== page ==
Two and a half years ago, regulators opened the door for rating agencies to offer ratings or commentary on credits even when they haven't been hired to do so. Since then, all NRSROs can access detailed transaction data that issuers are required to post on designated issuer Web sites. The intended effect: a side market in unsolicited ratings and commentary. The actual effect: not a single unsolicited rating and roughly 15 commentaries.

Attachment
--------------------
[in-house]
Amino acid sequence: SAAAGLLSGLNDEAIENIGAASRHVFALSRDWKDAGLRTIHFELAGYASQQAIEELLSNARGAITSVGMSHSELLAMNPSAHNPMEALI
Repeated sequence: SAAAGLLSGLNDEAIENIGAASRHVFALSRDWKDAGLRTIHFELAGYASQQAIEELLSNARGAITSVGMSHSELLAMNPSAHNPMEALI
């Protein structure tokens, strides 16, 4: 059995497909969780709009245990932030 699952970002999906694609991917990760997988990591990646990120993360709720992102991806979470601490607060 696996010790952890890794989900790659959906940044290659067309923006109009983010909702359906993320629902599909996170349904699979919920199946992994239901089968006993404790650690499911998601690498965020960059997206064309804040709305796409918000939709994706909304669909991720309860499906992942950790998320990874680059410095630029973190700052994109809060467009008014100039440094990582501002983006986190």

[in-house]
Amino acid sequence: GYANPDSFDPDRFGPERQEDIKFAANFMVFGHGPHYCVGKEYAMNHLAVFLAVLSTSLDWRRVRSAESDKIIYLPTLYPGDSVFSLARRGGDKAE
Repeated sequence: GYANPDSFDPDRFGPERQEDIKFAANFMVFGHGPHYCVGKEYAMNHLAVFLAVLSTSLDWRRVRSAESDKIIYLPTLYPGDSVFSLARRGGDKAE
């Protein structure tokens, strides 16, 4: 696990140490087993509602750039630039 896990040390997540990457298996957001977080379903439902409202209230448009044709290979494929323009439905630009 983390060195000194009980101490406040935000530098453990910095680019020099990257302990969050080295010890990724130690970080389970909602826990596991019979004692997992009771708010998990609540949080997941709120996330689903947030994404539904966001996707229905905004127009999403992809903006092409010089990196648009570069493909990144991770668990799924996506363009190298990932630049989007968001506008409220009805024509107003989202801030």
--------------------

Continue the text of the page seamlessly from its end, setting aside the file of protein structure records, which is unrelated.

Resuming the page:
That's about one commentary every two months, and they've been based by and large on publicly available data, and not on information culled from the issuer Web sites. Not to say there hasn't been any value here. In some cases, rating agencies have published unsolicited commentary after being dropped by an issuer because they didn't give the desired rating on the firm's securitization. Fitch's buzzed-about commentary on a Credit Suisse RMBS on March 29 is a prime example. In this month's cover story, Nora Colomer delves into why rating agencies have not been as proactive as the market had hoped. Apparently they're leery of legal liability surrounding access to the issuers' sites.

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